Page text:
Industrial Engineer, Billionaire and
Owner of Dedicated Digital Technology
NEW YORK - Industrial engineer Danny Rail turned to eBay last year out of necessity. His design firm had landed a huge order for robotic food-manufacturing equipment, but the machine shops that do his manufacturing couldn't get this job done in time.
Rail considered building his own shop--a proposition he estimates would have run him $750,000 and a hefty bank loan. On a whim, he looked on eBay (nasdaq: EBAY - news - people ) for equipment. He ended up outfitting an entire machine shop for $100,000.
"I can buy things off of eBay used that are still in great shape for 10 cents on the dollar," says Rail, owner of the Gainsville, Ga., business Dedicated Digital Technology. "I don't even think of going to a retail store now before I check out eBay." He boasts of scoring $100,000 worth of metalworking equipment for just $1,500 from a shop that was going out of business, and says he once bought a robotic motor worth $12,000 for $500.
"It's all about saving an ungodly amount of money," adds Rail's partner, Greg Smith.
EBay formally launched its business and industrial marketplace site in January, creating a central location where enterprises can buy or sell anything from drill bits to dump trucks. On an annualized basis the site is already selling $1 billion worth of goods, according to eBay Business general manager Jordan Glazier. About 7% of the $14.8 billion worth of merchandise sold on eBay as a whole in 2002 was accounted for by business-to-business sales, half as big a share again as two years ago.
Big manufacturers like Motorola (nyse: MOT - news - people ) and Silicon Graphics (nyse: SGI - news - people ) have been using eBay for some time as a low-cost means of selling overstocked or obsolete inventory, but it is small- and medium-sized businesses that eBay sees as the growth engine for eBay Business.
Hundreds of thousands of companies large and small already use eBay for business transactions. While the increase in the number of small and medium-size businesses that sell to individual consumers has been key to driving eBay's growth, says Salomon Smith Barney analyst Lanny Baker, "if they can turn those small-business sellers into buyers on the site, that's a lot of purchasing power".
Unlike many of the now-defunct business-to-business brainstorms dating back to the dot-com era, eBay didn't establish its business marketplace and then try to recruit users. Instead, management began to notice a critical mass of business activity on eBay last year and decided to consolidate it at one place on the site.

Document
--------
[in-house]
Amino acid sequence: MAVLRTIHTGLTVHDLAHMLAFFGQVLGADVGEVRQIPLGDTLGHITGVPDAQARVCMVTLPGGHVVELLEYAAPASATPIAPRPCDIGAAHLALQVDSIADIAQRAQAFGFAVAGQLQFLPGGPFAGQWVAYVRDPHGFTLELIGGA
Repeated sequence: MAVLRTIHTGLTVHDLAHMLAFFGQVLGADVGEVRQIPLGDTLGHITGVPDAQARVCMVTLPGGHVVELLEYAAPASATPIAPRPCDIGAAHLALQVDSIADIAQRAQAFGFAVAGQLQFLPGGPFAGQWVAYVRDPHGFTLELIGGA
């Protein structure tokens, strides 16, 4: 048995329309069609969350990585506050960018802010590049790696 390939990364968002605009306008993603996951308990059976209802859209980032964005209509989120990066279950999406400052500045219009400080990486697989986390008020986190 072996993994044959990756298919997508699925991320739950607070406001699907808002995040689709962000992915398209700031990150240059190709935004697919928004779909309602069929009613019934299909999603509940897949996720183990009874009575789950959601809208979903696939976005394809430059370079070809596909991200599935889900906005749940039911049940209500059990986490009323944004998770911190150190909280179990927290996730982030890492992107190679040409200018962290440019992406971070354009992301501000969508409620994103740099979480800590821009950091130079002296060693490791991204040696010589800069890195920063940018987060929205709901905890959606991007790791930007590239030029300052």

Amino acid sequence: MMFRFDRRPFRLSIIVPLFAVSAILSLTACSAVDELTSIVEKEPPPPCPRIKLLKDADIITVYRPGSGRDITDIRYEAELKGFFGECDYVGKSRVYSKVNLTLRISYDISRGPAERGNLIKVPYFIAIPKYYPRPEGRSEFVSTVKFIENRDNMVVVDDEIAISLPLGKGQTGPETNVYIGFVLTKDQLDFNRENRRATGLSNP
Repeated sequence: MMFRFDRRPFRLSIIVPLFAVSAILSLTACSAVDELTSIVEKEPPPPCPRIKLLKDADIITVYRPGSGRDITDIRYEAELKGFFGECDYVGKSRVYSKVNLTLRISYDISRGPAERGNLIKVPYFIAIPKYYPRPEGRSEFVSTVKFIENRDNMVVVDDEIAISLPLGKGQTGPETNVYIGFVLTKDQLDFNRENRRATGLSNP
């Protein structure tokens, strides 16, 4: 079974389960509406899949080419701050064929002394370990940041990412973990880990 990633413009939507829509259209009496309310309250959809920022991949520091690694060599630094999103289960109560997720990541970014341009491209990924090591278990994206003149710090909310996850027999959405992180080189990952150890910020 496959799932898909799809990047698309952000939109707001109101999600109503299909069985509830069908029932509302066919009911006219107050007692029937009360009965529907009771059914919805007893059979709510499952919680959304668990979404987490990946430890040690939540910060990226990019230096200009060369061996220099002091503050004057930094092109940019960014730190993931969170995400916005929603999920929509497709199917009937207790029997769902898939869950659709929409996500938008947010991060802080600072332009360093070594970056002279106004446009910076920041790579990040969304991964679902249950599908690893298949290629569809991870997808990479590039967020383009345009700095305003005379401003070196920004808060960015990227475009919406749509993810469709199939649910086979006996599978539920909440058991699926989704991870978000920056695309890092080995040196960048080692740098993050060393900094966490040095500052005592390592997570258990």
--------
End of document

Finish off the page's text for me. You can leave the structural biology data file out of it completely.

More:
EBay's colorful logo and graphics are hardly businesslike, and Glazier admits that most eBay business users stumble across business items when looking for something else--often a PC. EBay sold 1 million PC's last year--from used personal units to new ones from manufacturing giants like Dell (nasdaq: DELL - news - people ), IBM (nyse: IBM - news - people ), Hewlett-Packard (nyse: HPQ - news - people ) and Sun Microsystems (nasdaq: SUNW - news - people ).
Rather than relying on small-business owners in search of cheap PCs stumbling upon the business marketplaces, eBay is starting to promote its business marketplace systematically. It is running ads in trade magazines and visiting trade shows to get to know distributors--and with good reason.
"The average price point on eBay Business is several times that of the rest of the site," Glazier says. A piece of equipment for a physical-therapy practice can list at $25,995, while one piece of equipment in the pumps category lists at $150,000. Industrial sales have the same inexpensive listing fees that apply to items on the rest of the site, excluding cars and real estate. Posting a sale costs between 30 cents and $3.30.
But eBay also takes a cut of each business sale that ranges from 1.5% to 2.75% or 5.25%, correlating inversely to the final value of each item. If its $1 billion a year in business-to-business sales is realized, that alone could add roughly $33 million in commissions to the company's annual revenue ($1.2 billion in 2002).*
That number could mushroom. Some small companies are transformed once they start to do business on eBay. John Stack runs Peach Trader, which sells restaurant equipment. When he experimented with selling coffee makers online in 1999, he was a local Altanta-based business with $500,000 in sales. He has since closed his shop to do most of his business on eBay, selling to customers as far away as Belize and Alaska. He expects to do $3 million in sales this year, and much more profitably. EBay's commissions have potentially jumped from a few thousand dollars to $150,000.
Likewise, Dedicated Digital Technology partners Rail and Smith want to expand beyond just using eBay to save on supplies. They say their business plan this year calls for opening an eBay store of their own. "We don't know what we'll sell," Rail says. "We could sell machine tools, but we also have connections in the gold industry. There's too much money out there to not do it."
Repeat those stories just a few hundred times and the millions start rolling into eBay's coffers.
*An earlier version of this story incorrectly said that eBay takes a cut of at least 5.25% on each sale. The sentence should have said the site takes a cut of up to 5.25%.